APQC Best Practices Study on Effective Project Management Offices Shows That
“You Get What You Measure”
Report details how Dell Services, DTE Energy Co., IBM, and United Illuminating
Company manage projects for maximum value
HOUSTON -- March 12, 2013
APQC, the world’s leading proponent of knowledge management, benchmarking, and
best practices business research, has released the results of a new
study—Effective Project Management Offices—which uncovers trends among a
select group of best-practice project management offices (PMO). The
best-practice organizations highlighted in the study focus on providing
structure, guidance, and oversight to achieve the maximum value from diverse
portfolios of projects. They balance strategic needs, aligning development and
improvement activities to the business goals and objectives of their
organizations, with an emphasis on providing the hands-on skills, tools, and
assistance which empower those leading individual projects.
“The APQC research team found several patterns, insights, and findings from
the best-practice organizations including strategies, practices, technologies,
and metrics,” said Jeff Varney, senior adviser and business excellence
practice lead for APQC. “From measuring and reporting on project status
monthly to using straightforward and dynamic dashboards to display project
performance, the findings differentiate best-practice organizations from
others in the study, and may provide solutions to challenges many
The best-practice organizations examined in detail in the study include: Dell
Services, DTE Energy Co., IBM, United Illuminating Company, and a
multi-billion-dollar beverage manufacturer.
Effective Project Management Offices details 14 best practices demonstrated by
the study participants, but four in particular stood out:
*Best-practice PMOs actively contribute to enterprise strategic planning –
In order to establish the importance PMOs are given within the enterprise,
most best-practice organizations have either a formal or informal business
case to establish its prominence. In addition, a key enabler to PMO’s
contributions to strategy creation is executive support; most
best-practice PMO’s in the report were established by and report to either
C-level management or just one level below. For example, senior leadership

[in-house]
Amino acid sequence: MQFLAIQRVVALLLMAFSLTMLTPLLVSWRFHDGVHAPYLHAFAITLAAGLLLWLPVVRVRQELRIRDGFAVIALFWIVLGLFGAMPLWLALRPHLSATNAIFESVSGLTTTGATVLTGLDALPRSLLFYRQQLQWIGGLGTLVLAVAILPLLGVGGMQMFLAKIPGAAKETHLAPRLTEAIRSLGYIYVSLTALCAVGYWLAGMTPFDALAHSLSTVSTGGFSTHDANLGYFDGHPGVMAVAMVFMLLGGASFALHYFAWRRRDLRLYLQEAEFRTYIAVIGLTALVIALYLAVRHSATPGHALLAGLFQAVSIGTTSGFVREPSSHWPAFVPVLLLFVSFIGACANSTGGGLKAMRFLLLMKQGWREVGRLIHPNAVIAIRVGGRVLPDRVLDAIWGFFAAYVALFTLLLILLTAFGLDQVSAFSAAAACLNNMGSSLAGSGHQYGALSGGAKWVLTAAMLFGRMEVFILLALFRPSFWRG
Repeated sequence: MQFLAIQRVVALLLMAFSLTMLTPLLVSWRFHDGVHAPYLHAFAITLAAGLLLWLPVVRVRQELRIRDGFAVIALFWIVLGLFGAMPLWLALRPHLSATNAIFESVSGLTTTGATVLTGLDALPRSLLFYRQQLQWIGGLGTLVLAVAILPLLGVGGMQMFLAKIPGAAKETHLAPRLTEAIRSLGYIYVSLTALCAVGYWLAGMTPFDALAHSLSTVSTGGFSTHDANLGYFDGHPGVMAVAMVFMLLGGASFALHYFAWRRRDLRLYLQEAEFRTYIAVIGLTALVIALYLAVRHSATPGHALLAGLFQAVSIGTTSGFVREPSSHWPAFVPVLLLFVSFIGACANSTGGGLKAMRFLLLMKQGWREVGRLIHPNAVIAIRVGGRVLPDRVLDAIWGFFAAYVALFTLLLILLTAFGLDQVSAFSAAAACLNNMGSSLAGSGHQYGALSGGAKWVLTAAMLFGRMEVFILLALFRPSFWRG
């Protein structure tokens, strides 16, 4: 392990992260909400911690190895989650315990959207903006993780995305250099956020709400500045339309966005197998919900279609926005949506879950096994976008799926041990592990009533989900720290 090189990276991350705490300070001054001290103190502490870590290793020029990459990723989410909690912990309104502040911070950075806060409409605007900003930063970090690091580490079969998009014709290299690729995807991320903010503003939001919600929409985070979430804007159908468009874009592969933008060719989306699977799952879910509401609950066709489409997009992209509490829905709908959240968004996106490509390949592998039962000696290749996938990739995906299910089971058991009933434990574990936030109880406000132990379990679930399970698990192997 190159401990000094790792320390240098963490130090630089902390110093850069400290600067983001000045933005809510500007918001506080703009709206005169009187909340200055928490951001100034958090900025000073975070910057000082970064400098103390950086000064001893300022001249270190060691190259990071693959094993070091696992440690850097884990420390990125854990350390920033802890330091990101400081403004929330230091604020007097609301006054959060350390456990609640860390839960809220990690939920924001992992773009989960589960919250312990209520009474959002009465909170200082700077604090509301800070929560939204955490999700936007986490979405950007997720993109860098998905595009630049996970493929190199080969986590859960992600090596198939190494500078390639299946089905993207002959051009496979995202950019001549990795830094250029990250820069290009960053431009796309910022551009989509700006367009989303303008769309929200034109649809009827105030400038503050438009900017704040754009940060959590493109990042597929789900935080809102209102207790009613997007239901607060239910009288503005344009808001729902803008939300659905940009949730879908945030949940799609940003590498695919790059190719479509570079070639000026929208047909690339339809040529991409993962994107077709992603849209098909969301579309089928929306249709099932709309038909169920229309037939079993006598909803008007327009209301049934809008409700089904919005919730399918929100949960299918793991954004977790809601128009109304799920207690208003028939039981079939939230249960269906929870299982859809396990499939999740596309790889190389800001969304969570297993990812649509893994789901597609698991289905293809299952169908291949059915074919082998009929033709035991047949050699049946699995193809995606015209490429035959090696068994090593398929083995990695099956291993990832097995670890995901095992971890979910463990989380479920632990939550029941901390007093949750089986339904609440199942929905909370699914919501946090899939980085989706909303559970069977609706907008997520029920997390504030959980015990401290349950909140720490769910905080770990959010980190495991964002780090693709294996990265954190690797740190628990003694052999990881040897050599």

at DTE Energy chartered its PMO, called major enterprise projects, as part
of an effort to transform itself into one of the best-operated energy
companies in the U.S.
*Best-practice organizations take a strategic and integrated approach to
resource forecasting and loading – Resource loading, which is planning for
and allocating a portion of an employee’s time to a project to ensure
appropriate staffing, is utilized by The United Illuminating Company to
help create a formalized planning process around project resources to
ensure the right employees are staffed on the right projects. A project
manager may work on five to seven projects at a time, all at different
*Best-practice organizations make large investments in training project
managers – All of the best-practice organizations in the report provide
training that includes soft-skills training; coaching and one-on-one
mentoring from senior project managers; and providing all employees with
project management-specific content. For example, Dell Services, which
views project management as both an art and a science, trains its
employees in both components. Dell’s PMO has a project management
competency model that lists required technical, functional, and leadership
skills/knowledge for each job role.
*Best-practice organizations use automation and centralization for PMO
technologies – The majority of the featured best-practice organizations in
APQC’s study purchased project planning/scheduling and tracking/reporting
software programs to facilitate project management. Others also developed
internally automated tools for risk management and knowledge repository.
For example, IBM developed a work center as its platform of choice for
project program management. The work center provides project managers a
wealth of functionality including requirements management; proposal
management; resource management; exception management; and defect
Detailed descriptions of the practices, supported by case studies from the
best-practice organizations, may be found in the full research report
published by APQC.
APQC is a member-based nonprofit and one of the world’s leading proponents of
knowledge management, benchmarking, and best practices business research.
Working with more than 750 organizations worldwide in all industries, APQC
provides organizations with the information they need to work smarter, faster,
and with confidence. Visit www.apqc.orgor call +1.713.681.4020 and learn how
to Make Best Practices Your Practices^SM.
Ross Coulter, 214-394-5538
Press spacebar to pause and continue. Press esc to stop.